Last week's Iowa caucuses -- in which former Massachusetts Gov. Mitt Romney and former U.S. Sen. Rick Santorum of Pennsylvania were in a virtual tie as the favorite of Republican caucus-goers -- winnowed the field when U.S. Rep. Michele Bachmann announced she was ending her bid to be the party's nominee.
Several national polls indicate Romney, who collected eight votes more than Santorum in Iowa, is expected to win handily in New Hampshire, where he has a summer home.
Still, the win in Iowa and an endorsement from Sen. John McCain of Arizona, Romney's 2008 rival and eventual GOP presidential nominee, didn't provide a big bounce for Romney in New Hampshire, a Suffolk University two-day tracking poll released Thursday indicated.
While still holding a commanding lead with 41 percent of likely voters in Tuesday's Republican presidential primary, the poll indicated Romney lost 2 percentage points from a Suffolk poll a few days earlier. Pollsters said it was the first time in four daily tracking polls that Romney dropped below 43 percent.
Romney was followed by U.S. Rep. Ron Paul of Texas with 18 percent, who jumped 4 percentage points, and Santorum, with 8 percent, up 2 percentage points and has shown increases for three straight days, results indicated.
Former House Speaker Newt Gingrich, with 7 percent, dropped into fourth place and a tie with former Utah Gov. Jon Huntsman, who bypassed the Iowa caucuses to focus on New Hampshire. Bachmann, Texas Gov. Rick Perry and former Louisiana Gov. Buddy Roemer combined for just 2 percent and 17 percent were undecided.
Wednesday was "the first full day that voters had the opportunity to digest the final results of the Iowa caucuses," said David Paleologos, director of the Suffolk University Political Research Center in Boston. "The result is that the same three winners in Iowa are the top three contenders in New Hampshire."
Despite skipping the caucuses, Huntsman picked up 1 percent of the vote in Iowa for a dead-last finish. In a post-caucus interview with MSNBC, Huntsman called the results "unbelievably ambiguous."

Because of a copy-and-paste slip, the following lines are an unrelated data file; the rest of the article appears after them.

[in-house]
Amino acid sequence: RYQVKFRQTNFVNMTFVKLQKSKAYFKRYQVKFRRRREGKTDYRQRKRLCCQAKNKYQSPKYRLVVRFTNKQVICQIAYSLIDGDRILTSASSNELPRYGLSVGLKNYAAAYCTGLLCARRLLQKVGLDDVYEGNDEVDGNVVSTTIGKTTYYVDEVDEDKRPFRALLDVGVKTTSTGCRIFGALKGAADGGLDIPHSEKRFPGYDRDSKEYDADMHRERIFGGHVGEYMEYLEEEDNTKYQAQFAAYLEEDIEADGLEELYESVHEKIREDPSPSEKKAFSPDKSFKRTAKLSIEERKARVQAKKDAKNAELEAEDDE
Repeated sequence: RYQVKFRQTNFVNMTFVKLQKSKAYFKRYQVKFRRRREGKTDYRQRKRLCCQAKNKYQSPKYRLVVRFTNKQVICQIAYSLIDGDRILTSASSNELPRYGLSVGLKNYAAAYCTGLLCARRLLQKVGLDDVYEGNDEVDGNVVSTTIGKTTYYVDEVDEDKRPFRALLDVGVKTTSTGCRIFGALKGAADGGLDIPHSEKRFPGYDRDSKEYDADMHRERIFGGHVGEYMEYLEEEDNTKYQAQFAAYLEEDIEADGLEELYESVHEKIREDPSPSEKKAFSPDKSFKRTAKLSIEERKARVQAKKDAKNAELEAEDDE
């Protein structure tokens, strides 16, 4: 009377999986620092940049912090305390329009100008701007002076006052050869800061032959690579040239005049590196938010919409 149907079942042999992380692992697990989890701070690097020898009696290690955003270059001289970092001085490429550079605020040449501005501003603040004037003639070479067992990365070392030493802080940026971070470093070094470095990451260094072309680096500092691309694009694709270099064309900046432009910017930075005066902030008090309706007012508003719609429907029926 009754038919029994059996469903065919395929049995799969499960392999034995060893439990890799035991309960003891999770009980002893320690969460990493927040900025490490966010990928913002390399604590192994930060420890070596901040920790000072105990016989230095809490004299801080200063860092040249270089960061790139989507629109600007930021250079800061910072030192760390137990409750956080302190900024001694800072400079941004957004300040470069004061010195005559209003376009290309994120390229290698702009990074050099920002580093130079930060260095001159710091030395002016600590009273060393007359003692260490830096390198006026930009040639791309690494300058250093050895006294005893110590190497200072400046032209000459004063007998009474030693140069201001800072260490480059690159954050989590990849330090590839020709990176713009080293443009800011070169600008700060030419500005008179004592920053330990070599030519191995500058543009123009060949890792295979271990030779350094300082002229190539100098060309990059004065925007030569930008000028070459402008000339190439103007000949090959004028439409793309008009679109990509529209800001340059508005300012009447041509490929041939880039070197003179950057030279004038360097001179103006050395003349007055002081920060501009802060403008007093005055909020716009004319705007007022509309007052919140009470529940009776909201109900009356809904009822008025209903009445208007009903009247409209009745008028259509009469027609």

"I've got to tell you, coming out of Iowa, it was unbelievably ambiguous," the former Utah governor told MSNBC. "I mean to think that Gov. Romney with his team on the ground for what? Six years now? Basically [Romney] did no better than he did last time [in 2008]; you've got three people basically sharing a tie."
Huntsman told MSNBC he likes his chances in New Hampshire, despite what the polls indicate.
"I like our position. We've put in the grassroots work," he said. "Last night in Peterborough, we celebrated event No. 150. The 150th public event for the Huntsman campaign, and I can feel a surge of energy on the ground. And I think we're in great shape here."
Huntsman, a former ambassador to China for President Obama, told MSNBC he is the only viable alternative to Romney.
"Everybody wants an alternative," Huntsman said. "Let's face it, they want competition in the marketplace. And they are still looking for that key alternative."
Huntsman says Iowa was key to shrinking the field but New Hampshire will determine the candidates' electability in a race against an "establishment" -- read Romney -- candidate.
With his squeaker win in Iowa and if Romney wins in the Granite State as expected, he will be the first non-incumbent Republican to do so in modern presidential history.
With Romney's seeming lock on New Hampshire some candidates, such as Texas Gov. Rick Perry, have opted to downplay a visit to the New England state when South Carolina -- a state not too friendly to Romney -- has primary Jan. 21.
"If the others don't slow him up here, they risk him getting some real momentum," said Tom Rath, a veteran New Hampshire operative helping Romney in the state, told The Washington Post recently. "Equally, New Hampshire's reputation for being quirky and unpredictable and volatile argues that funny things can happen here at the end and you want to be around in case we spring a leak."
Mike Dennehy, who ran Republican U.S. Sen. John McCain's successful 2008 campaign in New Hampshire but so far hasn't aligned with any current candidates, says campaigning in New Hampshire is a smart play despite Romney's lead.
"Given [Romney's] now-20 point lead, if another candidate can get something going and come in only 10 points behind, then that person should have some steam headed out of New Hampshire to South Carolina," Dennehy told the Post. "Second place ends up being the gold for the New Hampshire primary this year."
But Romney's campaign isn't taking anything for granted in New Hampshire, where many voters said they think the primary is his to lose.
New Hampshire Republicans "have a real tendency to pick the next person in line," Andrew Smith, director of the University of New Hampshire Survey Center, told the Los Angeles Times just after the Iowa caucuses.
"He is a more focused candidate; he's focusing on the right issue; he's got the best organization of any candidate in the state … and on top of that he fits in with the New Hampshire electorate, which is largely a moderate Republican electorate," Smith said. "All of those things together put him in charge."
But Romney's state campaign say they're operating with the principle every person's vote must be earned, not expected, pointing to 2008, when polls indicated the bulk of voters didn't make up their minds about whom to support until less than a week before the primary.
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